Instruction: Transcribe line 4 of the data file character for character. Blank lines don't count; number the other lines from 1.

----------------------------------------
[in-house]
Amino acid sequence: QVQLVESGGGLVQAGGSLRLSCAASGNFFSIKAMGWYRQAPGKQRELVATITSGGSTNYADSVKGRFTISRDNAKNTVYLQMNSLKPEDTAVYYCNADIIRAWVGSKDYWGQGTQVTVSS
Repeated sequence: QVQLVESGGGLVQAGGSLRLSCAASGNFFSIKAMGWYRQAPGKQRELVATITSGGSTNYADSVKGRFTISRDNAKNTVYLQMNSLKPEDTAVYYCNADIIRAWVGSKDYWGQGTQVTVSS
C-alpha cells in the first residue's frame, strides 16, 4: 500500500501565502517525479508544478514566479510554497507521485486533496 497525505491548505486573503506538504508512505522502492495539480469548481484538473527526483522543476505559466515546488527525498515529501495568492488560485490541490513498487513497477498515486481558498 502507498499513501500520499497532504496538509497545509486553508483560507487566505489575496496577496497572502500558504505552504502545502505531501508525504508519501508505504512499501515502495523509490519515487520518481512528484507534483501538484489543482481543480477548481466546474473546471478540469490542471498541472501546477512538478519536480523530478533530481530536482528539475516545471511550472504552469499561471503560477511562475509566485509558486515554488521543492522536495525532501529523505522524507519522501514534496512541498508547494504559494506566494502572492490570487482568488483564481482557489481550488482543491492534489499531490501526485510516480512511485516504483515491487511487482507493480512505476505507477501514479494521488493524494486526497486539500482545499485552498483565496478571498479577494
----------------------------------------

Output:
C-alpha cells in the first residue's frame, strides 16, 4: 500500500501565502517525479508544478514566479510554497507521485486533496 497525505491548505486573503506538504508512505522502492495539480469548481484538473527526483522543476505559466515546488527525498515529501495568492488560485490541490513498487513497477498515486481558498 502507498499513501500520499497532504496538509497545509486553508483560507487566505489575496496577496497572502500558504505552504502545502505531501508525504508519501508505504512499501515502495523509490519515487520518481512528484507534483501538484489543482481543480477548481466546474473546471478540469490542471498541472501546477512538478519536480523530478533530481530536482528539475516545471511550472504552469499561471503560477511562475509566485509558486515554488521543492522536495525532501529523505522524507519522501514534496512541498508547494504559494506566494502572492490570487482568488483564481482557489481550488482543491492534489499531490501526485510516480512511485516504483515491487511487482507493480512505476505507477501514479494521488493524494486526497486539500482545499485552498483565496478571498479577494